Doing mornings better
What are you doing to make your mornings better? Read here for an insight on how to do great mornings that start your day right.Read More
I recently spent a week at Alex’s Surf School in Baleal, on the Portuguese coast. Pretty Baleal is an excellent place to learn surfing, with multiple bays providing steady waves throughout the day and the year.
It’s been something on my bucket list for several years. I missed the buzz of surfing during high school, but it came back to bite me in my thirties. This, I knew, was something I had to try.
I’ve done it now… Even managing to stand up on the board for a couple of runs! Despite my lack of innate ability, I learned a few lessons last week.
Surfing: it’s all about dynamic balance, right? And if I learned anything from years of martial arts, it’s that balance is about lots of little things, but one big one: core strength. In the month between booking and going to surf camp, I worked hard on my lower back and stomach muscles. Ready!
But no! The strength I most needed was in my arms, shoulders and upper body. I missed the boat on that one due to a poor understanding of what was coming up, and I paid for it with aching arms each evening.
I’ve always had issues with flexibility. Starting Taekwon-Do training at the age of 10 or 11, I was the only kid in the school who couldn’t touch their toes. I still can’t, despite a near-daily routine of stretching.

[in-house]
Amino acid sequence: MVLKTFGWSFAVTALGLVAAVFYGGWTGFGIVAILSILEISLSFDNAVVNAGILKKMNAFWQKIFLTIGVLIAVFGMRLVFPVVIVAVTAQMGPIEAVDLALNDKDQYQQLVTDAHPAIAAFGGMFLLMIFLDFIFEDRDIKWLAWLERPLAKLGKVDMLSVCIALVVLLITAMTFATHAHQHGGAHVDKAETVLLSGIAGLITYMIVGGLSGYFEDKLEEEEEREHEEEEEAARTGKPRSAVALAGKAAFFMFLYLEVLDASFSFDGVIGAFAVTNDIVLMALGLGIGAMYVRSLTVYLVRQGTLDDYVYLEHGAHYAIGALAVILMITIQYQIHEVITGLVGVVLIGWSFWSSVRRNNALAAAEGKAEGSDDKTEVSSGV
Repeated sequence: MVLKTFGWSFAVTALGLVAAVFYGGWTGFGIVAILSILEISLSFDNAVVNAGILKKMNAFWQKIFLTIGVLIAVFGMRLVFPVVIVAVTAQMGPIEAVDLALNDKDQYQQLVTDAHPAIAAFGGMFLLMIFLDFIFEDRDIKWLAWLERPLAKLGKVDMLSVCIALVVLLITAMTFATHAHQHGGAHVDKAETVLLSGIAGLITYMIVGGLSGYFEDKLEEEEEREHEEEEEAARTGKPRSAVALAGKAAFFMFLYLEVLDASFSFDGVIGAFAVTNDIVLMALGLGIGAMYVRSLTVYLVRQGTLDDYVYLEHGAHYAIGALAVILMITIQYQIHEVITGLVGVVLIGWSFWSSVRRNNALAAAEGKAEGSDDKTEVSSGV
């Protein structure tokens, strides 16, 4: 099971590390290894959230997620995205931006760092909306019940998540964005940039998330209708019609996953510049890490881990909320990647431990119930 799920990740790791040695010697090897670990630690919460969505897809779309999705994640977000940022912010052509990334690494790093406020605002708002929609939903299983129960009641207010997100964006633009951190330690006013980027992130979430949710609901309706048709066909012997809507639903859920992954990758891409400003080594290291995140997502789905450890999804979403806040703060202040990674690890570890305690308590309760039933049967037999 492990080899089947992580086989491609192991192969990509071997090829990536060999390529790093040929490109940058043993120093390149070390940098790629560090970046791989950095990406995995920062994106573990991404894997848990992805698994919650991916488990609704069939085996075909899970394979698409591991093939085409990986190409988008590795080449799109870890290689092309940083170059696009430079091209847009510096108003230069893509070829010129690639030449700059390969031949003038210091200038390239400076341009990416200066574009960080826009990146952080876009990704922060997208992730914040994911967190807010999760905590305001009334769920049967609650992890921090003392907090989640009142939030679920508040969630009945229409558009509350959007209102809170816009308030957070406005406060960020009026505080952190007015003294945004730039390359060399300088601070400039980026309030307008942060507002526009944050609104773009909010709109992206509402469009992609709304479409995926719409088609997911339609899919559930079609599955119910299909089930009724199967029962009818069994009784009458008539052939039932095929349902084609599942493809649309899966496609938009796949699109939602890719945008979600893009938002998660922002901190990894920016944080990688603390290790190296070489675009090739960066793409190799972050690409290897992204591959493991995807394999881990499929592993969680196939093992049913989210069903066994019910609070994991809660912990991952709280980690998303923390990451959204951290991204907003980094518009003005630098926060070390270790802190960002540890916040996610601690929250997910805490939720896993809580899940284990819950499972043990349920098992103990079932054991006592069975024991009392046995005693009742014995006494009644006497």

Flexibility was my great downfall in the road to being a professional surfer. I couldn’t move my legs in the standard way, so we had to spend the week exploring and experimenting with different techniques. That led to bruises, cuts and a little discouragement: the opposite of what anyone wanted to achieve.
It’s hard when you’re trying to pioneer something new, whether that’s a small business, a surfing technique for the chronically inflexible, or a whole industry. Every time you almost get it is a great motivator at first, and a great de-motivator as time rolls on.
I’m not talking about doing the same thing over and over while expecting different results: I’m talking about small changes, small learnings, adding up to incremental improvements. Sometimes there’s a big jump from where you are right now, and where you want to be… so expect that to take some time. Keep learning. Keep trying. Keep getting back up.
My afternoon sessions were never that much fun. Arms and body already tired from the morning session, a work session between surfing classes taking away from focus. Sometimes, it’s time to walk away for a while.
But a retreat isn’t always a defeat. Sometimes you need time away from the ‘work’ of a thing to come up with fresh ideas, fresh energy, and the insight that comes from working ‘on the business rather than in the business’. As much as I dislike business clichés, there’s a part of every leader and manager that needs to step back, get out of the breakers, sit on the sand and take some time.
If it sounds like my first week’s surfing was hard work, it is because it was. But it was also great fun. I love the water, the surf, the energy; and I can’t say enough about the patience and tenacity of the coaching staff on the beach, and their warmness and welcome off of it.
And when you have struggled and fought your way through a week in which you didn’t achieve your goals, it says something special about those that were alongside you when you want to go back and try again.
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